The latest Windows on ARM PCs is said by Microsoft to deliver a ‘familiar Windows experience’, but will it rise to our expectations? Let’s see what they have to offer.
Windows on ARM
We’ve seen Windows on ARM on Windows Phone, Windows RT, or Windows IoT. There were also older versions of Windows running on ARM.
But later, Windows went as far as being specifically designed for being a mobile OS, such as iOS, for a great security and battery life.
Today we’re talking about the latest Windows on ARM devices, called ‘Mobile PC Platforms’ by Qualcomm. They have a 64-bit Snapdragon 835 SOC and are able to run a lot of apps. Most of the first systems that will be on sale come with Windows 10 S, but you’ll be able to upgrade them for free to Windows 10 Pro, the one which was especially complied for ARM.
As you finish installing Windows 10 Pro on ARM, you will see that only apps that have the code 32-bit x86 work, even though the version of Windows is 64-bit and so is its Snapdragon 835 a 64-bit Kryo CPU. Developers will have to compile their x64 code to x86 and submit their apps to the store in the x86 version for them to work on Windows on ARM.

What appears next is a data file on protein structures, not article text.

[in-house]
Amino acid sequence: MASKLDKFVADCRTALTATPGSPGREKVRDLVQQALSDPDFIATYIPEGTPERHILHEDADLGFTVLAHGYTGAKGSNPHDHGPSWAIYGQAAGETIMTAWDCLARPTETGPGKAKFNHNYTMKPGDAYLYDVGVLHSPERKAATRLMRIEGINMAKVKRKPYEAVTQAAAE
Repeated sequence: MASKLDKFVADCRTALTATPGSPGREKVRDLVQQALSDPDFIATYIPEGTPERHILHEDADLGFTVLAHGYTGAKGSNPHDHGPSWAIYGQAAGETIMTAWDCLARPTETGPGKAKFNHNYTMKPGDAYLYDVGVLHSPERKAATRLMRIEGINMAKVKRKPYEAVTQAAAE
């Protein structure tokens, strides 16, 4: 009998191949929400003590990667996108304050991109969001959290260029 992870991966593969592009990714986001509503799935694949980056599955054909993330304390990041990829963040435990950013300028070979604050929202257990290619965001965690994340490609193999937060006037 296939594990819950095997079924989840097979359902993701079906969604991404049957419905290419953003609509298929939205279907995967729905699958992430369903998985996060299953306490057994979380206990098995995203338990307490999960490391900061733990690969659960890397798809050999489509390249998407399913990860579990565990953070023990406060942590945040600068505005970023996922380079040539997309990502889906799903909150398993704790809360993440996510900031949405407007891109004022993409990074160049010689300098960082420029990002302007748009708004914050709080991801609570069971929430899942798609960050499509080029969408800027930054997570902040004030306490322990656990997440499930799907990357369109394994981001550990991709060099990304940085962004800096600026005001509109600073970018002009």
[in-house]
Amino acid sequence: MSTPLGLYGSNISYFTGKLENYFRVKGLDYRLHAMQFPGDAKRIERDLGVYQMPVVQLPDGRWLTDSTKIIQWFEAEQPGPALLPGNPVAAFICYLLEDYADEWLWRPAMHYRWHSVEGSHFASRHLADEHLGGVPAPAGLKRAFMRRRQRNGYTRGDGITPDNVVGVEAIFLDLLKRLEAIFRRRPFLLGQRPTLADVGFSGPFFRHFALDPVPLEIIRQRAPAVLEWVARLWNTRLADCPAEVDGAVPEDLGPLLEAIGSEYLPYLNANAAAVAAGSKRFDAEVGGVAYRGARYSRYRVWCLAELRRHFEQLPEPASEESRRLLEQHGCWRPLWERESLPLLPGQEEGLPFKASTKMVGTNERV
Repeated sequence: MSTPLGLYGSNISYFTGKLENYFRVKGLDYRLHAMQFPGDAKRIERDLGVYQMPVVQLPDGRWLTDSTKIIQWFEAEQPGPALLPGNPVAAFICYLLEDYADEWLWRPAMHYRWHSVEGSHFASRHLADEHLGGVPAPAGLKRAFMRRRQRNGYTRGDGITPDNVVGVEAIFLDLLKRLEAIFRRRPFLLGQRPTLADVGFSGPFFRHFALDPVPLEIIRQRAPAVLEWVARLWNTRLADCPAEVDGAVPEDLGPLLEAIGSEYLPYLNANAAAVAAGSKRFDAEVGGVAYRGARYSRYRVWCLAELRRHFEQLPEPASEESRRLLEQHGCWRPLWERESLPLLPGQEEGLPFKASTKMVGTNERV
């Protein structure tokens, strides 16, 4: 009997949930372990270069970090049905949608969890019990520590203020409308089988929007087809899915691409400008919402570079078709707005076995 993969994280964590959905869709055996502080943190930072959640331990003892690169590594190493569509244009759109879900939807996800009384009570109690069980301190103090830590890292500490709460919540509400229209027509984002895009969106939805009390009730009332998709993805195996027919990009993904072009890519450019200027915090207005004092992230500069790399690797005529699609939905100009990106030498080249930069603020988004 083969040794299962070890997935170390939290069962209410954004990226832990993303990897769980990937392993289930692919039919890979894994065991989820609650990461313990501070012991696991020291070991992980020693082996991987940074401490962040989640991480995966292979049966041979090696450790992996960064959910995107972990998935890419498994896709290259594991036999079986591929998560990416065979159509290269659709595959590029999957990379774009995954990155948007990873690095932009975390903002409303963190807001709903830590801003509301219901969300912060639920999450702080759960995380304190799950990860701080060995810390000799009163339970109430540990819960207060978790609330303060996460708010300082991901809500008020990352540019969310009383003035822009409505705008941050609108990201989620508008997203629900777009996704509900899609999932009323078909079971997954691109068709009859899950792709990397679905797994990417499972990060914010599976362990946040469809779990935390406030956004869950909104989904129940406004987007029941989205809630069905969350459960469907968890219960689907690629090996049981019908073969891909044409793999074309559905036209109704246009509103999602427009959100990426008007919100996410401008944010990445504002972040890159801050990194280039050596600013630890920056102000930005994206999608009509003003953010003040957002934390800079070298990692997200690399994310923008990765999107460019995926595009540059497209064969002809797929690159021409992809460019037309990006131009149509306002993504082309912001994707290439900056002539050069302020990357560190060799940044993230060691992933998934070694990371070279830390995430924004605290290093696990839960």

Microsoft Apps: Edge, Internet Explorer and Office
Until now Microsoft has redesigned some of their own apps: ‘If you join the Windows insider program with a Windows on ARM device, you will see that MS Edge has moved to be 64 bit’, stated Windows general manager Erin Chapple.
Both Internet Explorer and Office are x86 apps and they will remain in this version, as plugins and add-ons come in 32-bit.
However, performance is not the main focus when we’re looking at ARM processors. They will never compete with an Intel for 64-bit PC. But what Microsoft aims is to use Windows on ARM to deliver an affordable ‘’Mobile PC Platform’ that has a long battery life and LTE integration for connectivity.